Book Launch: The ANC and the Regeneration of Political Power


Contemporary visual art in Zimbabwe

AFAI’s next Art Talk features Zimbabwean fine artist Richard Mudariki introducing the work of a handful of his favourite contemporary Zimbabwean visual artists:


The Malema Dilema

Out in Africa Poster Exhibition

It is Creative Week Cape Town 2011 and the Cape Town Democracy Centre is hosting one of the must see events. The Out in Africa South African Gay and Lesbian Film Festival has been a fabulous annual cultural happening since its launch in 1994 and over the years OIA has commissioned wonderful artwork for their publicity. The posters have not been without controversy. One year all were stolen during the festival from Cape Town’s lampposts; someone was either truly offended, or thought they were very desirable.

The Creative Week exhibition showcases the work of four designers:

Charlotte Ewins (1998-2003), Peet Pienaar (10th to 13th film festivals, 2004-2007), Toby Attwell (14th to 16th festivals, 2008-2010) and Fred Viljoen (three mini-festivals in 2011).The diversity and creativity of the Out in Africa posters, publicly shown together for the first time, is a pleasure to see. The OIA Gay and Lesbian Film Festival has given South Africa not only a culture of good films, but also a culture of good posters. Please join us at 6 Spin Street for a glass of wine on Wednesday 14 September at 6 p. m.  The posters are on view until 17 September. 6 Spin Street Restaurant is a sponsor of the film festival.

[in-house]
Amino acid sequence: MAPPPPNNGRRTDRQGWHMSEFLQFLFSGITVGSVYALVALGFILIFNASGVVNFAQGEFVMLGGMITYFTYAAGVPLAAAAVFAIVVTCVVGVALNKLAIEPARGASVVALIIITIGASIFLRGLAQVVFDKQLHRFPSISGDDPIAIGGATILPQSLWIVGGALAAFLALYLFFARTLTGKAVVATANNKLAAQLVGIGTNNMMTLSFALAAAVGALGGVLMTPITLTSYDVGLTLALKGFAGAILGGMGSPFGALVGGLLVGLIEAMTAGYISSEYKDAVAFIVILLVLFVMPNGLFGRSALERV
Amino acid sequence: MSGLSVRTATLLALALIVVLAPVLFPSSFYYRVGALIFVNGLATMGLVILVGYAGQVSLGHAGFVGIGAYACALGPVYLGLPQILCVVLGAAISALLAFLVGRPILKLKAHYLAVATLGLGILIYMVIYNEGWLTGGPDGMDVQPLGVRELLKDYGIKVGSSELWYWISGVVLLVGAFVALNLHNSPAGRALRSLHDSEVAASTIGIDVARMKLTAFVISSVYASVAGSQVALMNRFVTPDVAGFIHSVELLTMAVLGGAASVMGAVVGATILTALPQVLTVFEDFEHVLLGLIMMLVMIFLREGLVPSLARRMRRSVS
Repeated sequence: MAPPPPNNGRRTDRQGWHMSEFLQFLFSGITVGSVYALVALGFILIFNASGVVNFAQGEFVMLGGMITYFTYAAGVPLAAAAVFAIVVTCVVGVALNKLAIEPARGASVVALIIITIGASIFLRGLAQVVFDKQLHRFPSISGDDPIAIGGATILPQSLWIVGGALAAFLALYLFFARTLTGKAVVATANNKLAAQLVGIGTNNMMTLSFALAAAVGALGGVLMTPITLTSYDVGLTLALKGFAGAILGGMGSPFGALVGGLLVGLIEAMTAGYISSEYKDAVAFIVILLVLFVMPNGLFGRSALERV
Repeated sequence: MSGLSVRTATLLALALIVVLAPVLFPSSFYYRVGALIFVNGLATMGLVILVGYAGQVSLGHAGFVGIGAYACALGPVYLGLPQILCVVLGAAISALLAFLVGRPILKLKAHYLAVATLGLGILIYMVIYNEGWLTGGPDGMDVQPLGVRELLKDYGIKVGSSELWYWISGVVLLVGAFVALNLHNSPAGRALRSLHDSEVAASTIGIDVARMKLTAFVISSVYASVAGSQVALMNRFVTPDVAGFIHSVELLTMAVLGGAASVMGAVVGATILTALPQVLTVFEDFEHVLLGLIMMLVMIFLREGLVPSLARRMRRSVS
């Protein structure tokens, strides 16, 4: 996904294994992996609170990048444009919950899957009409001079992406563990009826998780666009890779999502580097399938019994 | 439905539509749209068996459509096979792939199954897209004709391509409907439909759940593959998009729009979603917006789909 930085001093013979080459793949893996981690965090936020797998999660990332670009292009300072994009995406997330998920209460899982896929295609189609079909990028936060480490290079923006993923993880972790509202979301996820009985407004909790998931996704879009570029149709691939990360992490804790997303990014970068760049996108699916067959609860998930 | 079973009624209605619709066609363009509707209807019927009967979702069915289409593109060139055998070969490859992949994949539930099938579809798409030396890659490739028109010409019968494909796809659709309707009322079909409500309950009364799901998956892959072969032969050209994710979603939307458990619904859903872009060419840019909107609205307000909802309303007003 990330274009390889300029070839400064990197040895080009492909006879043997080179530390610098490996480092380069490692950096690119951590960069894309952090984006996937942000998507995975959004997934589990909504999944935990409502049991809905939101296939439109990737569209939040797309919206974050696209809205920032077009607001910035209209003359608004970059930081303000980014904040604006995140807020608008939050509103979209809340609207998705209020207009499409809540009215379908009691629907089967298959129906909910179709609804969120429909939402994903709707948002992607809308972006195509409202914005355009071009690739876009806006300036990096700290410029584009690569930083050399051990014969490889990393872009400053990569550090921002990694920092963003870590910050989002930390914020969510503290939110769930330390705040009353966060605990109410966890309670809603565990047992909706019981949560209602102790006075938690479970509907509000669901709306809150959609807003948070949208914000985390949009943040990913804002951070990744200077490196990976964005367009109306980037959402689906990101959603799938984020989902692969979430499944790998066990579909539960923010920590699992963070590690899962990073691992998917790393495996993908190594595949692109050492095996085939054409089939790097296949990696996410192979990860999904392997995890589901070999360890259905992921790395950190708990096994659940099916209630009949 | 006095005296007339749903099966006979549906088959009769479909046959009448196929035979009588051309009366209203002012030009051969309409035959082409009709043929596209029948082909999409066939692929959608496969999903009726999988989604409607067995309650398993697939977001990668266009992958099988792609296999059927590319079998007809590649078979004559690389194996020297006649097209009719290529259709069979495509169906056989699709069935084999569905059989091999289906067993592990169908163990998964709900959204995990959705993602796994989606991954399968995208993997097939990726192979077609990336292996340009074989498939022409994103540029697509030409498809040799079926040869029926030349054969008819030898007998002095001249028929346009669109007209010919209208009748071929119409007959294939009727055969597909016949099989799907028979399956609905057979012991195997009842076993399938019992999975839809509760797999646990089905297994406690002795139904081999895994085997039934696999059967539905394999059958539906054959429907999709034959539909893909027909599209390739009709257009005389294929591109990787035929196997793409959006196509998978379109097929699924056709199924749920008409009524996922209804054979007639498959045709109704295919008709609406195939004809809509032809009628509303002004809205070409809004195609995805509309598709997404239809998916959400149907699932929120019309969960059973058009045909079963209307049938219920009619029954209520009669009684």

Enquiries: 6 Spin Street Restaurant 021 461 0666

Influences on contemporary Nigerian visual artists

‘Influences on contemporary Nigerian visual artists’ will be the topic of an Art Talk hosted by the African Arts Institute (AFAI) at 6 Spin Street, Cape Town, on Tuesday 20 September at 6.30pm.

This is the second in a series of Art Talks on issues relating to contemporary visual arts from the continent of Africa, presented as part of AFAI’s Learn Africa Love Africa event programme. It will be presented by Kathy Coates, writer, researcher and arts educator at the Iziko South African National Gallery. Ms Coates is also a former lecturer at the Michaelis School of Fine Art.